A fast time to case confirmation was observed in 2009, which was largely caused by a decrease in time required for blood collection, could be related to greater public awareness resulting from a yellow fever outbreak in Ombella M’Poko and Lobaye (5) and from a large outbreak of hepatitis E. This study showed an unexpected association between younger age and more rapid time to diagnosis, which was caused mainly by a shorter delay until blood collection, suggesting that parents have their children tested earlier. These 2 results indicate that the delay to blood collection could be reduced by better awareness of the population to the need for testing when they have symptoms compatible with yellow fever.

The 4–5 days of delay until testing is below the threshold of 7 days recommended by WHO. However, it could be decreased by implementation of a method of yellow fever detection (Bioplex Technology; BioRad Laboratories, Hercules, CA, USA), which is now in progress at IPB.

The need for confirmation by PRNT might delay vaccination because of time necessary for transportation of samples to Dakar and testing. The Central African Republic is landlocked and surrounded by countries to which yellow fever is endemic (6). Thus, PRNT for this region could be implemented at IPB, where biosafety level 3 facilities are functional. This factor could improve timeliness of diagnosis for rapid introduction of prevention measures.

Delays in reporting cases observed in this study are consistent with time between onset of symptoms of yellow fever in index case-persons and in persons infected by them, which is estimated to be ≈2 weeks (7). However, reasonable time for reporting is difficult to define. A comparison of delays found in this study with those in other countries would be helpful.

Dr Rachas is an assistant professor at the European Hospital Georges Pompidou, Paris France. His primary research interest is the epidemiology of communicable diseases.



We thank the WHO office in Bangui for providing funds for transportation of samples to the laboratory and diagnostic reagents and the IPB for providing diagnostic tests.



  1. Gardner  CL, Ryman  KD. Yellow fever: a reemerging threat. Clin Lab Med. 2010;30:23760 . DOIPubMedGoogle Scholar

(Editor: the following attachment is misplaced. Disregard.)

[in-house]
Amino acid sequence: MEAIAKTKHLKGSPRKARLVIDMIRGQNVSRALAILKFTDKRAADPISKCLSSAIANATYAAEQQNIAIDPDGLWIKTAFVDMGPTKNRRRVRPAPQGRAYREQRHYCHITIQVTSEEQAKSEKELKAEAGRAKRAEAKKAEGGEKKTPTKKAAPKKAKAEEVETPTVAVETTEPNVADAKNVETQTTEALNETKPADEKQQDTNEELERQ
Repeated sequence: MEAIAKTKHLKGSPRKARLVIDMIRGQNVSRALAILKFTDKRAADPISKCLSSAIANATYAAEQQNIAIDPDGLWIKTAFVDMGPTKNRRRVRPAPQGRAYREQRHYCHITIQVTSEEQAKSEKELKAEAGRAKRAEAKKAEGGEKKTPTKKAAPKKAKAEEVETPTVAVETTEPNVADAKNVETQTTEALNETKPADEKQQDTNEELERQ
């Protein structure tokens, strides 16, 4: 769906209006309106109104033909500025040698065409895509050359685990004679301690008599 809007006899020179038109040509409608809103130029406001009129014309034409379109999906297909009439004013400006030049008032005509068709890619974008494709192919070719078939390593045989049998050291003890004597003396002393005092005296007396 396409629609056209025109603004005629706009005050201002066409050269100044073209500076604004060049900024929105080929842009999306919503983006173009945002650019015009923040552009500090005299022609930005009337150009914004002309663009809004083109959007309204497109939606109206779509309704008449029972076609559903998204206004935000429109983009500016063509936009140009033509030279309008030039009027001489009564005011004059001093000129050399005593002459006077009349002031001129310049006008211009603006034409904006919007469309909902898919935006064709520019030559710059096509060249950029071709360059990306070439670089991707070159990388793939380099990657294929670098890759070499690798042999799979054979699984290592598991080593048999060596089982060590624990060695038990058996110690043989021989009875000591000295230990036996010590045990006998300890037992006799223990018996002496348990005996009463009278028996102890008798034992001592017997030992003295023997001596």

2. Robertson  SE, Hull  BP, Tomori  O, Bele  O, LeDuc  JW, Esteves  K. Yellow fever: a decade of reemergence. JAMA. 1996;276:115762. DOIPubMedGoogle Scholar
  3. World Health Organization. WHO-recommended surveillance standard of yellow fever [cited 2013 Mar 25].
  4. World Health Organization. Manual for the monitoring of yellow fever virus infection. Geneva: The Organization; 2004.
  5. World Health Organization. Yellow fever in the Central African Republic [cited 2012 Jul 20].
  6. Mayaux  P, Bartholomé  E, Massart  M, Van Cutsem  C, Cabral  A, Nonguierma  A, A land cover map of Africa. European Commission Joint Research Centre; 2003 [cited 2014 Mar 1].
  7. Heymann  DL, editor. Control of communicable diseases manual. 19th ed. Washington (DC): American Public Health Association; 2008.




Cite This Article

DOI: 10.3201/eid2006.130671

1Current affiliation: European Hospital Georges Pompidou and Descartes University, Paris, France.

Table of Contents – Volume 20, Number 6—June 2014

EID Search Options
presentation_01 Advanced Article Search – Search articles by author and/or keyword.
presentation_01 Articles by Country Search – Search articles by the topic country.
presentation_01 Article Type Search – Search articles by article type and issue.



Please use the form below to submit correspondence to the authors or contact them at the following address:

Mirdad Kazanji, Institut Pasteur de Bangui, BP 923, Bangui, Central African Republic

Send To

10000 character(s) remaining.


Page created: May 16, 2014
Page updated: May 16, 2014
Page reviewed: May 16, 2014
The conclusions, findings, and opinions expressed by authors contributing to this journal do not necessarily reflect the official position of the U.S. Department of Health and Human Services, the Public Health Service, the Centers for Disease Control and Prevention, or the authors' affiliated institutions. Use of trade names is for identification only and does not imply endorsement by any of the groups named above.